Third, and most important, I'm hoping to lose weight this year, and Trump Important Message Courier sounds like a gig that will keep me on the run.
After all, the president-elect thinks every message he sends — whether through Twitter or directly from his mouth — is very important. Probably hugely important. (Many say it's quite possibly the most important message of all time, truly.)
So I imagine the Important Message Courier would be hustling 24/7 delivering handwritten tweets to Trump's roughly 18.4 million Twitter followers and riding a horse across the ocean to deliver notes into the mouth of Russian President Vladimir Putin's pet wolf.
Count me in, Mr. President-elect. I will gladly hurl my unsafe hand computer at the nearest nerd and devote my time to securely delivering your missives, tucking them in my unhackable backpack and trotting your printed words wherever they need go.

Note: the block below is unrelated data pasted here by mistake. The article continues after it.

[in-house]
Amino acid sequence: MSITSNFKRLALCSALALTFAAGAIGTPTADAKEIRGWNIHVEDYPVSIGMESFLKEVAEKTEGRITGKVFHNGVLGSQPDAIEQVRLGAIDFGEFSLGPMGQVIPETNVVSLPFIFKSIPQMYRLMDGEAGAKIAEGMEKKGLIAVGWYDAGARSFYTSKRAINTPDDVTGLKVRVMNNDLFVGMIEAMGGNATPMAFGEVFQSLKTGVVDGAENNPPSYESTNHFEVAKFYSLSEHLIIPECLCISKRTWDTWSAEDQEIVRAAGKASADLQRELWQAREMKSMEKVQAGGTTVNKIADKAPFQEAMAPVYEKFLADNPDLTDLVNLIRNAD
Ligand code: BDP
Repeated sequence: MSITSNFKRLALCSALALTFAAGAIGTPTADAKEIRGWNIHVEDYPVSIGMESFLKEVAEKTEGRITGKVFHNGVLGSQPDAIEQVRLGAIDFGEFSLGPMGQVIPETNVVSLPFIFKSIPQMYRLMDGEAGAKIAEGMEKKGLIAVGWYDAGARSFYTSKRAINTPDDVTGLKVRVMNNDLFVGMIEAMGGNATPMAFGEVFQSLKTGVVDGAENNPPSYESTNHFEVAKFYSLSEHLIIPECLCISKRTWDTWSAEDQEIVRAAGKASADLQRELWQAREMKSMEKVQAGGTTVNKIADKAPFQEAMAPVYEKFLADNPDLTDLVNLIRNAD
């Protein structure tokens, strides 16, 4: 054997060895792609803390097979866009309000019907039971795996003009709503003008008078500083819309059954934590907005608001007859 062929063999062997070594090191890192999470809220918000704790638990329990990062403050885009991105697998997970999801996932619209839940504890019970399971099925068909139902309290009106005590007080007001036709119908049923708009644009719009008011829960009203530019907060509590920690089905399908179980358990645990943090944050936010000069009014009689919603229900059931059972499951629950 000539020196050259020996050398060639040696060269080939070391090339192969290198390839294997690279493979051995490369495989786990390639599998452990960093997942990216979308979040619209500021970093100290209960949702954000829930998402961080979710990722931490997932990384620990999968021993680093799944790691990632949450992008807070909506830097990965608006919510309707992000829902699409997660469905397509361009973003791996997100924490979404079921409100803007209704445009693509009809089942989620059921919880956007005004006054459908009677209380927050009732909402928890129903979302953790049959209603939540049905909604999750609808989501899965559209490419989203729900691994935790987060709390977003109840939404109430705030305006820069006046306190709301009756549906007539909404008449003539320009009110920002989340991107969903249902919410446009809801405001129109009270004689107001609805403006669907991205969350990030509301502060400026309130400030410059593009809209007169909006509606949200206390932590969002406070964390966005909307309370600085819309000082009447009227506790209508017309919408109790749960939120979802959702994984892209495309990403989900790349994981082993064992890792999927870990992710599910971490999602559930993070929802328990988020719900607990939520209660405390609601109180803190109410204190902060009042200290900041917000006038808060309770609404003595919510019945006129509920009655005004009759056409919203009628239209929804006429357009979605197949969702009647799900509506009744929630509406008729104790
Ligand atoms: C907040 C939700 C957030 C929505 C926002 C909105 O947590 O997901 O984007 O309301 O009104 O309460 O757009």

As you said, no computer is safe. It's clear we need to get back to putting our most sensitive information in the hands of real people.
When has that ever gone wrong?
E-mail? Trump prefers a courier, sees risk in too much technology
WASHINGTON — As Barack Obama began preparing to leave office, the first smartphone-toting U.S. president ordered his team to upgrade the White House's aging technology for his successor. New computers were purchased and faster internet was installed.
Not included in the modernization plans? A courier service.
But that delivery method of a bygone era may be in for a comeback under Donald Trump. Despite his voracious use of Twitter, the president-elect appears to be leaning toward old tech to ensure the security of sensitive messages.
"It's very important, if you have something really important, write it out and have it delivered by courier, the old-fashioned way because I'll tell you what, no computer is safe," Trump told reporters Saturday in response to questions about Russia's alleged hacking of Democrats during the presidential election. Trump, who doesn't email or surf the internet, said days earlier that computers "have complicated lives very greatly."